There is an application form that needs to be completed by parents who require fee assistance. The main information provided via this form relates to your income, expenditure, assets and liabilities. This is followed by a meeting with the Bursary Manager and a member of the College’s Bursary Committee to discuss your application.
In order to ensure maximum anonymity, none of the College’s educational or administrative staff, including principal, teachers and enrolments or members of the College’s lay leadership have access to any names or information.
Information is only accessible to the Bursary Manager and the staff members in Accounts. Members of the Bursary Committee are provided a summary of each application.
We recognise that going through a separation has an enormous impact on all family members and that it often takes time before practical and financial matters are in place. Just as no two family circumstances are ever the same, we also acknowledge that no divorce -or any alternative family set-up for that matter- can be treated exactly like any other. All we can promise is that that we treat any applications and all communication very sensitively and compassionately and that, by keeping the children’s best interest at heart, we work even harder to avoid disruptions to the stability of the children’s education and social setting.
The College’s default position is that, where both parents formally need to consent with regards to their children's choice of school, that is, legally have shared parental responsibility, both parents remain jointly and severally liable for school fees. This means that, if fee assistance is required, both parents need to apply - although the information provided by one parent will never be shared by us with the other. Similarly, parents are not required to attend meetings together. The College does not get involved in who pays what (split billing is not available).
Our aim is to enable a Mount Scopus education for all children in your family and we encourage you to raise your intentions and concerns early on, even though the actual fee assistance applications are dealt with on a year-by-year basis.
If a bursary has been granted, this is not repayable.
In cases where fees have been formally deferred (see also under “What level or kind of fee assistance is available?”), a repayment arrangement is discussed at a later stage, depending on the family’s circumstances at that time. No interest is charged on deferred fees. Our current policy is to smooth payments so that the debt to the College is cleared within two to three years of the child leaving the school at the latest.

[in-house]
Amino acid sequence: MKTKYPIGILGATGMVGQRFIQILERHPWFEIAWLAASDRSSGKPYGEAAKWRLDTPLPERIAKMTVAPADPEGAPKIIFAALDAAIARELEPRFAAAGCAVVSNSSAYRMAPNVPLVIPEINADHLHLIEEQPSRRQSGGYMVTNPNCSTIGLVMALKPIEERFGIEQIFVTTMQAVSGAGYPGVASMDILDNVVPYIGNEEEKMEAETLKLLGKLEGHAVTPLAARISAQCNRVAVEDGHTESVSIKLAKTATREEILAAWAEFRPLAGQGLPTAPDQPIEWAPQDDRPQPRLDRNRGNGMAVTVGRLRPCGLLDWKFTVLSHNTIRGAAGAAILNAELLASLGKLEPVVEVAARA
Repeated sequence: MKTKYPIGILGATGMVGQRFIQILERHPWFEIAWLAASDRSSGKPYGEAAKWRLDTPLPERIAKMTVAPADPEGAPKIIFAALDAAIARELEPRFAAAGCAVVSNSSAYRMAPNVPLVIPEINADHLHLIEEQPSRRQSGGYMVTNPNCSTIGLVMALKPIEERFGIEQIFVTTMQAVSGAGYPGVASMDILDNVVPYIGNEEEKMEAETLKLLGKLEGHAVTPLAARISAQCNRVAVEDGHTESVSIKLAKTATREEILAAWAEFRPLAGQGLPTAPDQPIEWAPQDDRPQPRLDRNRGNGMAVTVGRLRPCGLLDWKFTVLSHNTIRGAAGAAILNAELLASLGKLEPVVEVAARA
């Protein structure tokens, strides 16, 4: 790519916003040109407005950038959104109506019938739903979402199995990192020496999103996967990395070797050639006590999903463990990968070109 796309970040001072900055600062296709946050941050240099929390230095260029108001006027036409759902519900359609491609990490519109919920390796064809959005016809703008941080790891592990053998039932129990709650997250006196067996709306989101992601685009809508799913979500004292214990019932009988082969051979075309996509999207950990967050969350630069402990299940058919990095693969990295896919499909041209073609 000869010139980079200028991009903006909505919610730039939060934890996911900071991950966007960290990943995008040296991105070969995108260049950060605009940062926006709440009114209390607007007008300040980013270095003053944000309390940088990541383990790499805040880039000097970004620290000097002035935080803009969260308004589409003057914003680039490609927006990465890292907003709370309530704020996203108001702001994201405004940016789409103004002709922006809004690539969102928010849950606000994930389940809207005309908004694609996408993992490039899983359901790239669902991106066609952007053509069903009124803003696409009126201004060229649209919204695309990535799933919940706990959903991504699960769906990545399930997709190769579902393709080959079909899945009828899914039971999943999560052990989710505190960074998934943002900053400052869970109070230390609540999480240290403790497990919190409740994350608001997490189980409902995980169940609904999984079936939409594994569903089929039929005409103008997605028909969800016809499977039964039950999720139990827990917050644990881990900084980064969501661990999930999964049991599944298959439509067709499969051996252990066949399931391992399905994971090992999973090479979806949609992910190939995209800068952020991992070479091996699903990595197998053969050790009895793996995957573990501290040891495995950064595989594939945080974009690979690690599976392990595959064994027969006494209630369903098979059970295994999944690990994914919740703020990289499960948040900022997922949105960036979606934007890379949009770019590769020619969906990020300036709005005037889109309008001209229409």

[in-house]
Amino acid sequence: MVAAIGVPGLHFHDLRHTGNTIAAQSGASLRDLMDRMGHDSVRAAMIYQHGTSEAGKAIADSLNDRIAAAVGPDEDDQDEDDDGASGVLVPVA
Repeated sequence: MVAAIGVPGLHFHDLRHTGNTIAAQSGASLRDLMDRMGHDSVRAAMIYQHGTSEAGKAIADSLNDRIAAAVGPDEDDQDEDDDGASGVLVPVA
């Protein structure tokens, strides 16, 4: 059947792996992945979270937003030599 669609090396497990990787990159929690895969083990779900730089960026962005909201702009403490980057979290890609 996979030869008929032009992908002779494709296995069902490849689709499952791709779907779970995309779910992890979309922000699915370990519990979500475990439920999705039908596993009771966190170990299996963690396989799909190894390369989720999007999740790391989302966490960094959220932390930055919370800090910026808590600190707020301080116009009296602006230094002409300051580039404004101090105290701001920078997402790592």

No, there are no fixed deadlines.
For new enrolments, it makes sense, from a practical perspective, to commence the process by mid-year preceding the first school year at Mount Scopus for which you wish to enrol, noting that applications can also be submitted for mid-year entry.
You will need to allow sufficient time for your application to be processed and a determination made prior to the date that you wish your child to commence.
For students going into Prep, the process should be commenced in Term 2 of Upper Kinder (given that parents are required to provide no less than two full terms’ notice of withdrawal).
Existing fee assistance recipients will automatically be given the opportunity around August/September to re-apply for the following school year.
Once the forms have been completed and returned to the Bursary Manager, a meeting will be scheduled as soon as possible. Typically, a member of the Bursary Committee is available to attend meetings once a week.
After the meeting, a decision is made by the Bursary Committee, which convenes every fortnight. This means that, normally, parents would be informed of the fee assistance determination within three to four weeks after the meeting.
In total the process might take anywhere from four to six weeks during the school year.
With regard to new enrolments, parents will need to choose whether their child undertakes a trial visit at the College before or after they go through the fee assistance application process. This and other aspects of the enrolment process will also need to be taken into account with regard to the timeline.
We do an annual review of all applicants. If your circumstances have not really changed from one year to the next, you may not be required to attend a meeting every year and the Committee will try and offer your family a similar level of fee assistance in consecutive years.
As noted earlier, fee assistance is a partnership with the Bursary Committee working very hard to help parents as long as (and to the extent that) they need. The Bursary Manager acts as a liaison between parents and the Committee and it is best to immediately inform him as soon as a material change in your circumstances occurs.
For any other questions or to -formally or informally- discuss your options, please contact the College’s Bursary Manager, Laurent Schonker on 9834 0027 or via email.